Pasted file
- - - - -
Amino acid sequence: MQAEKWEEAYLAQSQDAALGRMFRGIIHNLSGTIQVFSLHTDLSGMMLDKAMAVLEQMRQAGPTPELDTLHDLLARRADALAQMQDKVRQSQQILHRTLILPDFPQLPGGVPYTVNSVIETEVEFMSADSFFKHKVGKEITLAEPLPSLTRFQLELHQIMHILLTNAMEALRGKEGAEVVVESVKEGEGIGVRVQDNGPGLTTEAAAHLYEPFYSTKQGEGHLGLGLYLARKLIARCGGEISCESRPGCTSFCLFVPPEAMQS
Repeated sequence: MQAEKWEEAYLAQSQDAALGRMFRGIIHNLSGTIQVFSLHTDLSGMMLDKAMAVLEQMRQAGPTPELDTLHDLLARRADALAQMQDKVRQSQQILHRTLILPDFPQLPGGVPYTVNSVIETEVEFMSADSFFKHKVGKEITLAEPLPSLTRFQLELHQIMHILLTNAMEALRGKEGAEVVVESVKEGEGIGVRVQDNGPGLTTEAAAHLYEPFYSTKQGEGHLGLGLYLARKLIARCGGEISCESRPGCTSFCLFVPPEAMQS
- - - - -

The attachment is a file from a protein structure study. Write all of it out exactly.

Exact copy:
Amino acid sequence: MQAEKWEEAYLAQSQDAALGRMFRGIIHNLSGTIQVFSLHTDLSGMMLDKAMAVLEQMRQAGPTPELDTLHDLLARRADALAQMQDKVRQSQQILHRTLILPDFPQLPGGVPYTVNSVIETEVEFMSADSFFKHKVGKEITLAEPLPSLTRFQLELHQIMHILLTNAMEALRGKEGAEVVVESVKEGEGIGVRVQDNGPGLTTEAAAHLYEPFYSTKQGEGHLGLGLYLARKLIARCGGEISCESRPGCTSFCLFVPPEAMQS
Repeated sequence: MQAEKWEEAYLAQSQDAALGRMFRGIIHNLSGTIQVFSLHTDLSGMMLDKAMAVLEQMRQAGPTPELDTLHDLLARRADALAQMQDKVRQSQQILHRTLILPDFPQLPGGVPYTVNSVIETEVEFMSADSFFKHKVGKEITLAEPLPSLTRFQLELHQIMHILLTNAMEALRGKEGAEVVVESVKEGEGIGVRVQDNGPGLTTEAAAHLYEPFYSTKQGEGHLGLGLYLARKLIARCGGEISCESRPGCTSFCLFVPPEAMQS